Madonna Staunton (born 1938) has been a key player in the Brisbane art scene and is an artist of national standing, but like a number of her Queensland peers, she is insufficiently known beyond the borders of her adopted state.  The last survey of her art was in 1994, but it had little impact south of the border.  This catalogue has an excellent monographic essay and a good, representative cross-section of illustrations.  Sally Nall’s design is simple unadorned and effective.

Best Scholarly Article in the Australia New Zealand Journal of Art

AAANZ Journal Vol 14Daniel Palmer, ‘Photography as Social Encounter: Three Works by Mickey Allan, Sophie Calle, and Simryn Gill’, (ANZJA, vol.14, issue 2, 2014)

($500 supported by Power Institute, Foundation for Art and Visual Culture, The University of Sydney)

Judges: David McNeill and Luke Smythe

While many of the essays were engaging and informative Palmer’s seemed to us to  best exemplify the requirements of the form. It’s hypothesis was original, clearly stated, and persuasively presented. It worked as a self-contained text while at the same time suggesting many fruitful pathways for further development of it’s argument. It evocatively charted the limits of self-portraiture as it is traditionally defined and presented a strong case for a more complex and expansive understanding of this genre (and for our understanding of artistic subjectivity in general).

We would also like to congratulate, in particular, Meredith Morse, Edward Hanfling, Chris McAuliffe and Anthony White for making the task of selecting a winner more difficult than it would otherwise have been!

Best Art Writing by an Indigenous Australian

Lola Greeno coverJulie Gough,‘Honouring the past / making a future – The Tasmanian Aboriginal shell necklace tradition’ and ‘Lola Greeno: Cultural Caretaker’ in Lola Greeno: Cultural Jewels, (Sydney: Object Gallery, NSW, 2014) pp.108-116, 159.

($1000 supported by Art Monthly Australia)

Judges: Stephen Gilchrist (w/ Michael Fitzgerald from Art Monthly)

While there were many strong entries that created expansionary movement in the boundaries of art writing in an academic context, Honouring the Past/Making A Future by Julie Gough illuminated the practice of artist and cultural warrior, Lola Greeno with the rigour and sensitivity that distinguishes the best art historical inquiry. This is a meticulously researched essay that condenses the wealth of cultural, historical and material information that is embedded within the practice of shell-making. Using historical archive, the voice of the artist and current legal recognitions, Gough uses the shell necklace tradition to explore the residual poetry and pain of Tasmanian history and to mine what has been, what is now and what’s to come. Gough invites the reader into the rich ‘culturalscapes’ that underscore Greeno’s practice. Gough takes us into biography of these shell object from their collection in rockpools and on sandy beaches to their cleaning, sorting and threading through to their import as objects of exchange and cultural identification. This material and procedural study provides new scholarly research but more importantly it partakes in the gifting of cultural knowledge from one generation to the next which sustains both the artist and the author.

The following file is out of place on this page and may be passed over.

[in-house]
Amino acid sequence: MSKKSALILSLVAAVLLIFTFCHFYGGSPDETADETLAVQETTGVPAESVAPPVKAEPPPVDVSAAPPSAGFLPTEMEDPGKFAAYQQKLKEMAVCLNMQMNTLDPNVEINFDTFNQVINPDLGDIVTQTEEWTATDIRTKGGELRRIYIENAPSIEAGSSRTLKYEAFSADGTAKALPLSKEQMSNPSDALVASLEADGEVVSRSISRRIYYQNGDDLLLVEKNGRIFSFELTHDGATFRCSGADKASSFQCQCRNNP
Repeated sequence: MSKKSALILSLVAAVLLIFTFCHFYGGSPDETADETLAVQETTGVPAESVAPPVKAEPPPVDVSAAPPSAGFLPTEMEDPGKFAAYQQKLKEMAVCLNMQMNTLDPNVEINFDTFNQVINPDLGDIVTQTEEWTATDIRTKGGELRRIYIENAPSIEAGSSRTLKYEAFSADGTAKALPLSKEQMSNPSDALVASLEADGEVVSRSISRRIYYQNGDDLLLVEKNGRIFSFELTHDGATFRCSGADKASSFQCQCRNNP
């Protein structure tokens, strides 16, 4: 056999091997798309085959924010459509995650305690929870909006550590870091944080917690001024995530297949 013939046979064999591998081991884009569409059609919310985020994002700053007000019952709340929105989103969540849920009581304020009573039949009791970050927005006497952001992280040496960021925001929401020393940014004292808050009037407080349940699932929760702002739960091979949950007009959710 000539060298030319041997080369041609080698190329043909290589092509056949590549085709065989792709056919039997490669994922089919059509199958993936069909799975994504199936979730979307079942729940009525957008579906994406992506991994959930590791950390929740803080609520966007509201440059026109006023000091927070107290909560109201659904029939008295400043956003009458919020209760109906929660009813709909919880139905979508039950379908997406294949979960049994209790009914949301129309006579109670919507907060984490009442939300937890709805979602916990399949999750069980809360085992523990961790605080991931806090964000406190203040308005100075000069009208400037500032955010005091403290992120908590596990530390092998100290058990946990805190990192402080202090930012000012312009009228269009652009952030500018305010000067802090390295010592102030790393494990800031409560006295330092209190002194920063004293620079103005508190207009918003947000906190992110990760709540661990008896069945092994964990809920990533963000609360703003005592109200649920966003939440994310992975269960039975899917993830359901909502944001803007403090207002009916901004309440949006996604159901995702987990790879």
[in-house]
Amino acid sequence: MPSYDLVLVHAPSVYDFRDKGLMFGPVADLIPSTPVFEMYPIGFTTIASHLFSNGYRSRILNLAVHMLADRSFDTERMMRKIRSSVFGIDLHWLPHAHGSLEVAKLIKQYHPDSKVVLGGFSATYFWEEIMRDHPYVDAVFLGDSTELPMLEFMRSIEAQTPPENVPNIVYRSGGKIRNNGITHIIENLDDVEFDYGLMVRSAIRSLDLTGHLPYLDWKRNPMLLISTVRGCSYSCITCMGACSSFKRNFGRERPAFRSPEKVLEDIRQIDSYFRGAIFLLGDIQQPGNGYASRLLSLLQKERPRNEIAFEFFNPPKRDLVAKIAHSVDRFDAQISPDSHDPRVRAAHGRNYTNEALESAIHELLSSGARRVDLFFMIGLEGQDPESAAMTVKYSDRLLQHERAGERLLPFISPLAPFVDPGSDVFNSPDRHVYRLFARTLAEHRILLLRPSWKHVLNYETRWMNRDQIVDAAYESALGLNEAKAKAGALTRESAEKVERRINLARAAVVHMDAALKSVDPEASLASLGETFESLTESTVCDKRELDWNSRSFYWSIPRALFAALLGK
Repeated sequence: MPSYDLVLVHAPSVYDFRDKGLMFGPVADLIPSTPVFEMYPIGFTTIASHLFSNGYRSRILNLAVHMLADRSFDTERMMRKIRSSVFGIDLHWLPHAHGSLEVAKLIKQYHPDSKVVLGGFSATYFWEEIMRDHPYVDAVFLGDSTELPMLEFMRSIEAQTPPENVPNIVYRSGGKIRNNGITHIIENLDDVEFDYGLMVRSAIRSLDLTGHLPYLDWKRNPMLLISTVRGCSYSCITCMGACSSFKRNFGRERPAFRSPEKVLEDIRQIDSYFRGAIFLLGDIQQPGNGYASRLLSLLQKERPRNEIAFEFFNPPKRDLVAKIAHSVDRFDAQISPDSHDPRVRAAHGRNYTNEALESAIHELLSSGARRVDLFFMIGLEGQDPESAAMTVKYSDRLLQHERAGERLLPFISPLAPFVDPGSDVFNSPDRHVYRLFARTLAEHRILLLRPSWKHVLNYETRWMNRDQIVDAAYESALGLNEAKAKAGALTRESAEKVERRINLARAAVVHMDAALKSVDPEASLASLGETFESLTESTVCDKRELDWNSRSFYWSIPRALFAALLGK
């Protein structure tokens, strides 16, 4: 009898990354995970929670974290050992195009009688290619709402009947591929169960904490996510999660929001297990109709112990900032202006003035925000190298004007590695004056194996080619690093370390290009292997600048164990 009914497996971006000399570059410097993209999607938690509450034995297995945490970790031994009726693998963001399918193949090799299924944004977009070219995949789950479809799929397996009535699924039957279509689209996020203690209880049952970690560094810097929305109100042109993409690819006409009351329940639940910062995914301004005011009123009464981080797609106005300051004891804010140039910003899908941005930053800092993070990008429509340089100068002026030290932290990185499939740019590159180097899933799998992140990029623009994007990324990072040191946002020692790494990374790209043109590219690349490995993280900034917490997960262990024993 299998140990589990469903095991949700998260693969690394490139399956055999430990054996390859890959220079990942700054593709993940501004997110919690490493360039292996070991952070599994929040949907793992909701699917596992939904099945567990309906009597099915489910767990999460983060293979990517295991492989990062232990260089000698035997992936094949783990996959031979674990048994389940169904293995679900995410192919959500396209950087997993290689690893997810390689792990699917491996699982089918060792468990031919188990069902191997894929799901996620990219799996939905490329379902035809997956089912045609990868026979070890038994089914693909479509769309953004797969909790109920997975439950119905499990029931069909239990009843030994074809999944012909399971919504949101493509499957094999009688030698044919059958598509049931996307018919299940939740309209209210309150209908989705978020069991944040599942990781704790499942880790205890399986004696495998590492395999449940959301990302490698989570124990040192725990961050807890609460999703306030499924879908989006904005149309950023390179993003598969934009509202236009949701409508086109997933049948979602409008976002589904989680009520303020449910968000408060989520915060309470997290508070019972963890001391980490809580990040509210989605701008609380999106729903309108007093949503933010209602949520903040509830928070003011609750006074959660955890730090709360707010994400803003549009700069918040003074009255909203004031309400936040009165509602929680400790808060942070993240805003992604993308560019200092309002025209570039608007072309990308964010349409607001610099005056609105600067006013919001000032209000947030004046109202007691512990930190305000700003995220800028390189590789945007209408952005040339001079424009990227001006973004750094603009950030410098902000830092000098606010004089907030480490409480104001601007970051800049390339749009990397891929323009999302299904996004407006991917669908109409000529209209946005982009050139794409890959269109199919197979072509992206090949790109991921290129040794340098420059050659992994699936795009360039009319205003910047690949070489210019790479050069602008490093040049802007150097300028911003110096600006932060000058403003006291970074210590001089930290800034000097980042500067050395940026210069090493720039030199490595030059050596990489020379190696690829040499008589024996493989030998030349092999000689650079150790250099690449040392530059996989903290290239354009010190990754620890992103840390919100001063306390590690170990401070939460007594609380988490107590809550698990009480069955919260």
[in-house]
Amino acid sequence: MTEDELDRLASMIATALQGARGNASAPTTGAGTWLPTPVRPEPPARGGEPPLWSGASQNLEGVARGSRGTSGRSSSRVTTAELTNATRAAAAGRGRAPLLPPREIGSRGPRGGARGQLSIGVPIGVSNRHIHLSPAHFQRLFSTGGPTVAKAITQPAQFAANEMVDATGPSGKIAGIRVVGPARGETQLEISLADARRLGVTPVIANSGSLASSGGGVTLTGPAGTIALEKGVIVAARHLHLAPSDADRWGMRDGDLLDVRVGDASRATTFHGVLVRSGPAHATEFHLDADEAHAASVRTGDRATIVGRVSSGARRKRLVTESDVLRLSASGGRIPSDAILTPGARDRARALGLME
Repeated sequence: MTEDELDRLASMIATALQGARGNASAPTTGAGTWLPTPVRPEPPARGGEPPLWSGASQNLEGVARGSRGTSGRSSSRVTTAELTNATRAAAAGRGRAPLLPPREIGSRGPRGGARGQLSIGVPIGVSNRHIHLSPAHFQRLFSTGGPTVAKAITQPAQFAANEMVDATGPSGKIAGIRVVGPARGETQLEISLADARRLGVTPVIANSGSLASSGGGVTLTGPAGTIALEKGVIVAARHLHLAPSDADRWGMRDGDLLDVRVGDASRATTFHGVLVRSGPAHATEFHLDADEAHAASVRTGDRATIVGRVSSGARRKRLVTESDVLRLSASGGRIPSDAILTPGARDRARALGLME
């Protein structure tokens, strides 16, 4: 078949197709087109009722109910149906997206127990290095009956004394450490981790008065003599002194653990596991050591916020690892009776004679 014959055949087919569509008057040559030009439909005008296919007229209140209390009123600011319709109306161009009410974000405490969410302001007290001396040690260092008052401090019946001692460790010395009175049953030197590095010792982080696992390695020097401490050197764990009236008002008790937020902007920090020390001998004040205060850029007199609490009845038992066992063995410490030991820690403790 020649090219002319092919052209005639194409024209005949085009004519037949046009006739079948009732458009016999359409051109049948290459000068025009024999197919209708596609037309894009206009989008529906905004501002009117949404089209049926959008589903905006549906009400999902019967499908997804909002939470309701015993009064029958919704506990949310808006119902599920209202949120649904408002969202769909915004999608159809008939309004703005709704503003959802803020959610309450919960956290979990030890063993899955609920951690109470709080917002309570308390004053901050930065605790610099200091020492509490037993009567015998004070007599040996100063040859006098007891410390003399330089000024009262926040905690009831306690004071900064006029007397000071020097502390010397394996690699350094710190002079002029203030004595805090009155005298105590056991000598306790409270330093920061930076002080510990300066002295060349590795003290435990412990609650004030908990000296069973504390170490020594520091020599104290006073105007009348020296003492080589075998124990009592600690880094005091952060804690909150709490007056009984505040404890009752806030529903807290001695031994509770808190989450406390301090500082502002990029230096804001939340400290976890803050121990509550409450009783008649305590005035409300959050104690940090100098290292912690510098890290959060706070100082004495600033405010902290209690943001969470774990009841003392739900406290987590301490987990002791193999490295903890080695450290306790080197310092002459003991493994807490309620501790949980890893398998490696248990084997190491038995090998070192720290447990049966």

Best Writing by an NZ Maori or Pacific Islander Prize

($500 supported by Christchurch Art Gallery)

This prize was not awarded this year due to a lack of nominations.

Best University Art Museum Catalogue Prize

mellor-coverMaudie Palmer AO, Samantha Littley, Danie Mellor, Danie Mellor: Exotic Lies and Sacred Ties (Brisbane: UQ, 2014)

($1000 supported by the University Art Museums Association)

Judges: Helen McDonald and Charles Green

Helen: This impressive catalogue demonstrates originality and a degree of scholarly rigour that is appropriate to the topic. Samantha Littley’s essay, ‘All that glitters…,’ which was written in close consultation with the artist and augmented by some secondary research, combines lively, lucid prose with insight and exacting attention to relevant detail in the artist’s oeuvre, including materials and iconography. Fiona Nicoll’s (academic/theoretical) and Lisa Slade’s (formalist art historical) essays and the interview between Hetti Perkins and Mellor offer illuminating and clearly differentiated perspectives on the implications of the artist’s mixed Indigenous Anglo Celtic heritage. Each refers to the artist’s views and relevant secondary theoretical sources and is well documented. Curator Maudie Palmer’s generous introduction reflects her initiating influence on the project’s development and her enthusiasm for the artist’s work, conveying her belief in his significance as an Australian artist of substantial talent. In light of the above, this catalogue of the mid-career artist’s first survey show makes a valuable contribution to knowledge in the field of contemporary art.